Study After Study Finds Latinos Have a Strong Affinity for Social Biking
Most people find it pleasant to bike with people they know. But there’s growing evidence that Latino Americans are particularly interested in social biking.
Latinos and Latinas are far more likely than other Americans to say that friends or family are a major factor in their choice to ride.
The most recent study touching on this subject also discovered the obvious: Americans of every background enjoy social biking. But the preference was stronger among black respondents, and far stronger among Hispanic respondents:
Those results came from a 2014 mail survey to residents of the generally lower-income Roxbury neighborhood of Boston, conducted by Anne Lusk and a team at the Harvard Chan School of Public Health and published in May by Preventive Medicine Reports.
This finding buried in the larger survey echoes a 2009 focus group of low-income residents of Portland, Oregon. It found that group riding was a major factor in bike use, and riding with children was of particular interest to people identifying as Hispanic or as African immigrants (in this case, Somali):
More recently, a different focus group of Hispanic New Jerseyites led by Charles Brown and James Sinclair of Rutgers University named “bonding with family” as the number one reason to bike.
Brown, who specializes in understanding biking barriers among people of color, said it was one of many such results he’s encountered in person and in research literature.
“Everything I’ve done that has involved Hispanic participants, family has always been number one or number two,” he said.
‘With Latinos, every weekend is family’
We’re not aware of any study that has looked directly at this apparent link, and none of these results are totally conclusive. In particular, it’s possible that they underrepresent the attitudes of higher-income people.
But Tucson Vice Mayor Regina Romero, whose constituents in that city’s first ward include a wide cross-section of Latinos, said the finding “rings true for sure” for Latino Americans of every sort.
“Activities, recreation, always includes family,” said Romero, who is Latina. “In other traditions … family is Christmas, Thanksgiving. And with Latinos, every weekend is family.”
“It’s not just mom, dad, kids,” she added. “It’s mom, dad, kids, cousins, grandma, grandpa.”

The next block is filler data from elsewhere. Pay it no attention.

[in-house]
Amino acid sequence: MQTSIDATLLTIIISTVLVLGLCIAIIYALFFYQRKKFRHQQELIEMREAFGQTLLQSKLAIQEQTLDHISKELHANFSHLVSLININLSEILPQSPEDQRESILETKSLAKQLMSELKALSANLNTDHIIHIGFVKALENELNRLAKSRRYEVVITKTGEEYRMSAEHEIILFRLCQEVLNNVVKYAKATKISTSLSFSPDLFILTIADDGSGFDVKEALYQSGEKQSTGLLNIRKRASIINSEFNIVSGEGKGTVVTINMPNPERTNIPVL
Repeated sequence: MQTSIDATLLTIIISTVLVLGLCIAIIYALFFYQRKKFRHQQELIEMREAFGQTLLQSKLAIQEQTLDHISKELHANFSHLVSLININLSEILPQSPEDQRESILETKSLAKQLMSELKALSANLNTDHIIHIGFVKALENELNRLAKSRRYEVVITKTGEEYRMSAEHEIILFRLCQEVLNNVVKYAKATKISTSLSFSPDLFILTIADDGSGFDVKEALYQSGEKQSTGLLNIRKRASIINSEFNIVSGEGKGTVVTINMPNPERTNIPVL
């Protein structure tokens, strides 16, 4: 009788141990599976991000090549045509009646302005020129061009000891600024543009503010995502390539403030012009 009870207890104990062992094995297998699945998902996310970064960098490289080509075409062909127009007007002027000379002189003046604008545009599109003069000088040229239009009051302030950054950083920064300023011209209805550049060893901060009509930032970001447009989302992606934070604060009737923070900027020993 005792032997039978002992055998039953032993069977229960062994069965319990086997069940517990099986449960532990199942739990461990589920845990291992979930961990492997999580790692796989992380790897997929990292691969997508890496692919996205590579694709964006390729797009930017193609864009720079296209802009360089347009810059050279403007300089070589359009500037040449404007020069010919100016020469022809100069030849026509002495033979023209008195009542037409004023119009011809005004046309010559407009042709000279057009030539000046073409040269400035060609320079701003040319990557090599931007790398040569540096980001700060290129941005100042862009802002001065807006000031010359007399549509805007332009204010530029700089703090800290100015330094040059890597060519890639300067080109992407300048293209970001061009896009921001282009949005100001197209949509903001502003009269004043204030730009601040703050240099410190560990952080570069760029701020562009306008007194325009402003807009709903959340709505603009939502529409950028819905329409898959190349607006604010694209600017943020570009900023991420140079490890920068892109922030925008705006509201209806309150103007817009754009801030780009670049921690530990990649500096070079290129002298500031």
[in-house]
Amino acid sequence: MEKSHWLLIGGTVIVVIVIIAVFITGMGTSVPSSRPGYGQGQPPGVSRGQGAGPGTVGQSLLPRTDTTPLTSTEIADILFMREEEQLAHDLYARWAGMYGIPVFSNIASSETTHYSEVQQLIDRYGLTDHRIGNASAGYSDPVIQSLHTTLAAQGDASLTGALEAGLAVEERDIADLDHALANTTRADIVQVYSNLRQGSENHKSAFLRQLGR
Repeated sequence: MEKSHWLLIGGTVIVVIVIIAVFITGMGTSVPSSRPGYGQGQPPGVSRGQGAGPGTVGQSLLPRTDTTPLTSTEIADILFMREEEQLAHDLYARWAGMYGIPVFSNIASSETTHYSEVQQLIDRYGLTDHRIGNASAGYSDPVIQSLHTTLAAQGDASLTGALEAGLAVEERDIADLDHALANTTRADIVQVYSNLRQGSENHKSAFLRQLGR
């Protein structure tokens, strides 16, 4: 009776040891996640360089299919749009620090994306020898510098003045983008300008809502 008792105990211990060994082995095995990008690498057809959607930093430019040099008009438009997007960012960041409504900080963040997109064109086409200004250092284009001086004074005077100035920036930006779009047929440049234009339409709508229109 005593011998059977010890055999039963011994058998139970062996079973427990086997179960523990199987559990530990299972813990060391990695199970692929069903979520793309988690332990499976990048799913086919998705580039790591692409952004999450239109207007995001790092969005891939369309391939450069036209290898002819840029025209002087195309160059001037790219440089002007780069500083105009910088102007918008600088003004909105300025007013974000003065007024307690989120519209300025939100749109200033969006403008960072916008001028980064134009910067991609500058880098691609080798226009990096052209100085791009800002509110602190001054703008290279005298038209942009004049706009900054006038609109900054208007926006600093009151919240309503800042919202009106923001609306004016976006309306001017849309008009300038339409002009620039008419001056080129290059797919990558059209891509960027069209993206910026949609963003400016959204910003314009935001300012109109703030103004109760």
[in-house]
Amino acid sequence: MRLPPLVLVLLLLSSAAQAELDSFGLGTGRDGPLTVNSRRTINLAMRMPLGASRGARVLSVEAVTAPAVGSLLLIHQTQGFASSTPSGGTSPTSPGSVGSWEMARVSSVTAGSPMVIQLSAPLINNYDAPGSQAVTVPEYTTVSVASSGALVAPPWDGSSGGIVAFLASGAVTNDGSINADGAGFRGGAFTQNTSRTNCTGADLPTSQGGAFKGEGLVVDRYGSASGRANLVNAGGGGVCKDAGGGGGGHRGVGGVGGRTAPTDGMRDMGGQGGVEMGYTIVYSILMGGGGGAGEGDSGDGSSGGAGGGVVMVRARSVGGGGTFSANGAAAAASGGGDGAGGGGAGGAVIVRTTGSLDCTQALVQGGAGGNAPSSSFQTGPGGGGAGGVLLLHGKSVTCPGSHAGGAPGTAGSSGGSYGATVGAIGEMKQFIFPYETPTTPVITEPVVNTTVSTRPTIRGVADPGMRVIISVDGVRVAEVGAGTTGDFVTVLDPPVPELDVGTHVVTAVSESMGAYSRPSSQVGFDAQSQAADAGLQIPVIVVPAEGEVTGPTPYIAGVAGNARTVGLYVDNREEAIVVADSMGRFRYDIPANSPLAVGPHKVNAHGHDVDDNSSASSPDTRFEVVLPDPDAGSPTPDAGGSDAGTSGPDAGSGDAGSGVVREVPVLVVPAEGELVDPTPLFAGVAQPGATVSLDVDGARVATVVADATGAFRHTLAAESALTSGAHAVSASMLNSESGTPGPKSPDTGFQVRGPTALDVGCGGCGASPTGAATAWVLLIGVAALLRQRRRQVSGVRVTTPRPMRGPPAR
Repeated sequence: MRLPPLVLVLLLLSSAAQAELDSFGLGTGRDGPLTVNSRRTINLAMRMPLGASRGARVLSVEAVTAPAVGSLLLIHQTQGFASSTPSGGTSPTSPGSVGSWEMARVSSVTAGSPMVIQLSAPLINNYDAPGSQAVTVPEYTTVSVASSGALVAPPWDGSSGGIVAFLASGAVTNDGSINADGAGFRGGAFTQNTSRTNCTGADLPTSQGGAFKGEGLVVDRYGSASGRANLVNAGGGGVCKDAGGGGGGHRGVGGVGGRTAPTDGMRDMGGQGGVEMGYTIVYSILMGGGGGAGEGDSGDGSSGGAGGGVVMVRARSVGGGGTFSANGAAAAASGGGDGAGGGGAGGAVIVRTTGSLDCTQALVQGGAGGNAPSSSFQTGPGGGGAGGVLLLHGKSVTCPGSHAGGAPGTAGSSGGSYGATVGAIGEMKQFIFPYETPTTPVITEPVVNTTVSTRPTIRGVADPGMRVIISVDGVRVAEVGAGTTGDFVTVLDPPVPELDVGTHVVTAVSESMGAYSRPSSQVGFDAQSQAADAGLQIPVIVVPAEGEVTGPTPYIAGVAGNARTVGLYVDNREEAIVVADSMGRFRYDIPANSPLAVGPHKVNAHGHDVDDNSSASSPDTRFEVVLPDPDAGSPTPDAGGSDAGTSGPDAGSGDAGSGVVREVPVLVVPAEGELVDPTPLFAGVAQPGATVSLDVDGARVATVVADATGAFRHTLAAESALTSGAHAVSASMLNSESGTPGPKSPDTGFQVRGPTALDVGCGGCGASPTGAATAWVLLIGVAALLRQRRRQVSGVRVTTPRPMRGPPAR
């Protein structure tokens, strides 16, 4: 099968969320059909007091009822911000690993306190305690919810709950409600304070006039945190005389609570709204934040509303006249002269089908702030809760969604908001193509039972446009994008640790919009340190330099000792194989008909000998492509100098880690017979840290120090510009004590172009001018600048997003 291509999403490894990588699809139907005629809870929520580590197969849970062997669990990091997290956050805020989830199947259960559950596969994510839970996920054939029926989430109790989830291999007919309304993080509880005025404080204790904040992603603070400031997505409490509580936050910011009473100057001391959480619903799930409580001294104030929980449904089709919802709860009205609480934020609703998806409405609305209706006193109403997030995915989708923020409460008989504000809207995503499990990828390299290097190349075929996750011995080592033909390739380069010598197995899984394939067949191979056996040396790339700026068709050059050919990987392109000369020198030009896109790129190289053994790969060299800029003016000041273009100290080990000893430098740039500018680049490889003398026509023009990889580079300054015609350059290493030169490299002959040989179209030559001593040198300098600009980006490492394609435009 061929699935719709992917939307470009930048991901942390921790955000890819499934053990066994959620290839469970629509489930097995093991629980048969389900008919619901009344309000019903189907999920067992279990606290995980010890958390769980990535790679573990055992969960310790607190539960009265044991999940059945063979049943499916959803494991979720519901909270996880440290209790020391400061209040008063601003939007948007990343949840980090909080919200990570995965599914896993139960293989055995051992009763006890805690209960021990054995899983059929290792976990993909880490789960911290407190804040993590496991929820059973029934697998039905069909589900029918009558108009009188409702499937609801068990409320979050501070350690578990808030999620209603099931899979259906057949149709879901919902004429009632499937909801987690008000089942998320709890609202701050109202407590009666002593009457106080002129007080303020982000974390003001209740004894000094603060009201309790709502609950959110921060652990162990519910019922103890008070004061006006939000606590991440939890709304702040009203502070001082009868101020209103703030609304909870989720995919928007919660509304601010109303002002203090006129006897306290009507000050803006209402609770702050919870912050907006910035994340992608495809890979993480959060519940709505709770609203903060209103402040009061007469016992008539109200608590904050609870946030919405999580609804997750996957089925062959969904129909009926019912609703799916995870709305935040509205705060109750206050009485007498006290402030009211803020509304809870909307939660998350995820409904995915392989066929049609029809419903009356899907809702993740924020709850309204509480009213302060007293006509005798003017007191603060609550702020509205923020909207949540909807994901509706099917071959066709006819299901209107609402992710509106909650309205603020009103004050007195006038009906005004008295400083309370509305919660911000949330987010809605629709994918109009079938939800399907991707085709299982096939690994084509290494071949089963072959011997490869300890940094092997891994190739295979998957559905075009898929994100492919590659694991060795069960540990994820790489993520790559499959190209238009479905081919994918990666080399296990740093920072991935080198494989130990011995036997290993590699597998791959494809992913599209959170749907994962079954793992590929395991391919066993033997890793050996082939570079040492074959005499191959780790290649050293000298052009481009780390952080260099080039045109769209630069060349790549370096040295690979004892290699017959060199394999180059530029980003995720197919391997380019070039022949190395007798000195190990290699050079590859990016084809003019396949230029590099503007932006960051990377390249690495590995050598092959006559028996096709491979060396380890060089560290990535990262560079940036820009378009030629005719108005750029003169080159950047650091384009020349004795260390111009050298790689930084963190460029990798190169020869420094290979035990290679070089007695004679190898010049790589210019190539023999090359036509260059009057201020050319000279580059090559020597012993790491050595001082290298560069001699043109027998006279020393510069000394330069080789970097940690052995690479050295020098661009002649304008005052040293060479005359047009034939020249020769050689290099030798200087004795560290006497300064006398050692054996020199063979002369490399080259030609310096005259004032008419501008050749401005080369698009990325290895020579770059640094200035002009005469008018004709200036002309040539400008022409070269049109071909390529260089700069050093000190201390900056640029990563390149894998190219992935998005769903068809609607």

Fernando Martinez, a longtime Texas biking advocate who was born in Mexico City and now works in Harlingen, just north of the Rio Grande, said the style of friendship he was raised with involved inviting all your friends to events and expecting them to invite you.
“When you have friends and you don’t invite them to the party, they get mad,” Martinez said. “That’s the Mexican way. You don’t get invited, you don’t have friends any more.”
Wide bike lanes are social bike lanes – but “human infrastructure” matters too
What can policymakers learn from all this? One thing might be that wider bike lanes offer more than just comfort.
In the Harvard Chan School study, Lusk and her co-authors point out that wide bike lanes are also more social than narrow ones:
To comfortably bicycle with someone, the bicyclist would prefer to ride beside and not in front or behind their companion. Therefore, cycle tracks in lower income ethnic-minority neighborhoods should be wide to enable side-by-side riding with family and friends.
Martinez said there might be something to that.
“Every Interstate of any Texas road we have between a 10 and 14 foot shoulder,” he said. “You can ride two abreast. So you’re talking to them while you’re cycling. … We like to have these wide lanes.”
But road infrastructure isn’t the whole story. Urban anthropologist Adonia Lugo, for example, uses the phrase “human infrastructure” to describe the necessary social connections required for bicycling.
Romero said her mind went to marketing and outreach. When Arizona had surveyed Latinos to find out why so few seemed to visit state parks, she said, what stood out was that most of the state’s marketing of the outdoors had emphasized individual exploration.
“They couldn’t identify with the marketing because all the state parks are very individual centered,” Romero said. “They didn’t see themselves or families in those commercials.”
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